Sweet and Sour Chicken & Rice / Ku Lou Yok / 甜酸鸡 : Recipe

Posted by Charlie @ Discovering Mandarin Thursday, 23 July 2009 2 comments

Sweet and Sour Chicken (Ku Lou Yok)
Serves 4 hungry men

This is a hybrid version of Chinese Sweet and Sour Chicken, not quite the usual western take-a-way take on it, where it is often served as an appetiser, though not either quite the full Chinese experience either.

It is a filling and delicious meal that will leave everyone wanting more. Sweet and Sour Chicken is equally good with Pork making it 'Ku Lou Yok' and is enjoyable whilst sharing many dishes, or on its own as the main meal when served with rice. I like to serve this with lots of vegetables and steamed rice as a whole meal.

Prep time: 30mins
Cooking Time: 15mins

You Will Need:
700g Chicken (or Pork if preferred)
500ml of Vegetable Oil (For deep frying)
250g Pineapple Chunks (Drained if in juice)
8tbsp Cornflour
2 Red Onions
2 Carrots
2 Red Chillies
1 Cucumber
2 Tomatoes
4 Cloves Garlic
2 slices of ginger

For Marinade:
2tbsp Soy Sauce
1tbsp Rice Vinegar
1tbsp Sesame Oil
Ground black Pepper

For Sweet and Sour Sauce:
4tbsp Tomato Ketchup
2tbsp Brown Sugar
2tbsp Plum Sauce
2tbsp Rice Vinegar
1tbsp Water

To serve:
300g Long Grain Rice - Steamed (Long-grain rice - 1 cup / Water - 1.5 cups)

To Cook:

1. Prepare the marinade for the Chicken; Mix the soy sauce, rice vinegar and sesame oil with a pinch of black pepper. It does not look like much but will cover the chicken. Cut the chicken into bite-sized pieces and place in the marinade.

2. Leave the chicken in the fridge to marinate for 25 minutes whilst preparing vegetables, garlic, ginger and chillies. Take out the cucumber and tomato pulp so that the veg is crunchier.

Now is a good time to wash off the excess starch from the rice. This will prevent it from making a sticky mess. Put the rice in a deep bowl, and in your sink, run cold tap water over it. Once the bowl is full of water, use your fingers to swish the rice around. The water will start getting murky. Now gently pour this water out. Repeat this process until the water is mostly clear. This will take at least 4-5 washes. Now fill it up one last time. Do not wash the rice again. Just leave it in there, covered with water, for about 20 minutes or so, so you can put the rice in to start cooking as you start to fry the chicken.

4. Coat the marinated chicken in cornflour, ensuring that the chicken is covered in, as much cornflour as possible, do not be scared to get your hands dirty. The better you cover the chicken pieces, the better this batter will work.

5. Add the rice now to a pan (please make sure for steamed rice, it is a flat based pan and you have a tight lid) of boiling water, one and a half times the quantity of the dry rice. (1-cup rice, 1 1/2-cup water.) Resist the urge to lift the lid and peek at the rice. Let it cook for 15 minutes on a low setting, and when ready leave to stand for 5 minutes with the lid on before serving. This should be enough time to complete the rest of the meal.

6. Heat the oil in the Wok hot enough, ready to deep-fry the chicken pieces. Put the chicken pieces in, and fry until golden brown. Drain the oil off the chicken pieces as you take it out and place it in a bowl ready for later.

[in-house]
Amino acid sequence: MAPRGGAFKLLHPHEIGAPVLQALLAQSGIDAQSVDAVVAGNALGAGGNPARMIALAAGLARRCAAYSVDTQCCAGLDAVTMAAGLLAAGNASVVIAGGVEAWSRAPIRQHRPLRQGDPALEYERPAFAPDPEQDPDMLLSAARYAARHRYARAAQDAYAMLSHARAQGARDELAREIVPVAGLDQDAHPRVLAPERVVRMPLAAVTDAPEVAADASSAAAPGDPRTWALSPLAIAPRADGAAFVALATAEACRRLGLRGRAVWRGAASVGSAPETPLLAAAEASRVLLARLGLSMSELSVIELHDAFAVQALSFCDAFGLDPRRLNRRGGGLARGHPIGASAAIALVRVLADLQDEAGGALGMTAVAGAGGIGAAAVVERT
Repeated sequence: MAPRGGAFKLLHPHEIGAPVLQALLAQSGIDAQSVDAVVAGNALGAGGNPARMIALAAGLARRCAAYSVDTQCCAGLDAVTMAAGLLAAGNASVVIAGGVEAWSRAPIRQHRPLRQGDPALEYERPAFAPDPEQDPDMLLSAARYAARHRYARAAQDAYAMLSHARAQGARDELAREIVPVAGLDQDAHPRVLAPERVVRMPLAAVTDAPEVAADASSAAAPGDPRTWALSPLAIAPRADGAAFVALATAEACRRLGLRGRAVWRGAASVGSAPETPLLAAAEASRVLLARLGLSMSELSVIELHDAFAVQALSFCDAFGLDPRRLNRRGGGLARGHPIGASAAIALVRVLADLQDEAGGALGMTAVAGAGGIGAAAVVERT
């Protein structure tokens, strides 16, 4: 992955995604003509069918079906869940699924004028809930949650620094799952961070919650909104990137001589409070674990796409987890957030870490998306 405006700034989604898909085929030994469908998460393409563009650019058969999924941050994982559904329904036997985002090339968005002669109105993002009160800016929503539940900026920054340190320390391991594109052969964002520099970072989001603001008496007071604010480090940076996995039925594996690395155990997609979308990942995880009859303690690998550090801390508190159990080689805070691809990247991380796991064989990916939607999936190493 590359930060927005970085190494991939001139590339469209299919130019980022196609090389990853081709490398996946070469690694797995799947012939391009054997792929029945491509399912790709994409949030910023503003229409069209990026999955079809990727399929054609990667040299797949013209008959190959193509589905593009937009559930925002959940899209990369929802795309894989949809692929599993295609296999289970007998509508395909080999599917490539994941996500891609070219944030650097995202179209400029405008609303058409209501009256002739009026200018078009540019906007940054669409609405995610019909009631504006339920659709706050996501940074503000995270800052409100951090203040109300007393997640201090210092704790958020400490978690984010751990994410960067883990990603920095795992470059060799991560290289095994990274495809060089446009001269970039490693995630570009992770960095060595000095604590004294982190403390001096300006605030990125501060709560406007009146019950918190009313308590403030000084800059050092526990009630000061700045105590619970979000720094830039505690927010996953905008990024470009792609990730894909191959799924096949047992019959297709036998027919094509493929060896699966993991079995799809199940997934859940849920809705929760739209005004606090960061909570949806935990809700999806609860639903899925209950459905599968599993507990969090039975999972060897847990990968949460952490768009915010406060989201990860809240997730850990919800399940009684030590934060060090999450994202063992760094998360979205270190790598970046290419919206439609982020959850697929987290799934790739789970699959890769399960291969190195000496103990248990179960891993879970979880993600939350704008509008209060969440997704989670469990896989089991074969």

7. Leave enough oil in the Wok ready to stir fry all the vegetables. Place the chopped garlic and ginger into Wok, and fry until aromatic. Then add cucumber, tomato, carrots, chillies and onion for a couple of minutes.

8. Pour in tomato sauce, plum sauce, vinegar and 1 tbsp of water, stir-fry until mix well and thick, if not think enough, add cornflour until it is thick enough.

9. Add the fried chicken back to the Wok and add the drained Pineapple chunks. Add sugar and salt to taste, and get ready to serve your tasty Sweet and Sour Chicken, with your lovely steamed rice.

Serving suggestion:

Serve with Steamed Rice in a bowl, or let everyone share from the middle of the table.

How about trying this same recipe with Pork Loin instead of Chicken?

Meal as I serve it...

Leave it for everyone to serve themselves...

And get ready to enjoy your Sweet and Sour Chicken...

Recipe Adapted from:
Rice Tip adapted from:

Liu Biolin: The Camouflaged Man

Posted by Charlie @ Discovering Mandarin 0 comments

A Chinese artist named Liu Bolin has taken street art to hidden depths. After having his studio pulled down, he decided to take his personal sculptures to the people. When performing often people do not notice him until he moves and is about to leave.

He said the inspiration behind his work was a sense of not fitting in to modern society and as a silent protest against the Government's persecution of artists.

Liu says this type of work takes a long time to perfect and often will study photos and pose for 10 hours at a time to get each scene just right.

Bolin graduated from the Sculpture dept of Central Academy of Fine Arts in Shanghai.

Chinese Pinyin Vowel Table

Posted by Charlie @ Discovering Mandarin 0 comments

In Chinese pinyin, the most popular Romanisation style (now that the Wade Giles [link] system has been shown to be less helpful to Westerners learning the language) has six vowels, though each vowel has five potential ways of being written depending on the tone of the syllable and the positioning of the vowel itself.

Table of Chinese Pinyin Vowels
a á ā à ă
e é ē è ě
i í ī ì Ǐ
o ó ō ò Ǒ
u ú ū ù Ǔ
ü ǘ ǖ ǜ Ǚ

I have included a table below because of the difficulty I have had initially finding these written down. I hope they will be of use to you as well when writing Chinese Mandarin in the pinyin form.

I will write here much more about tones and syllable structure in Mandarin as time goes on, and interlink the posts.

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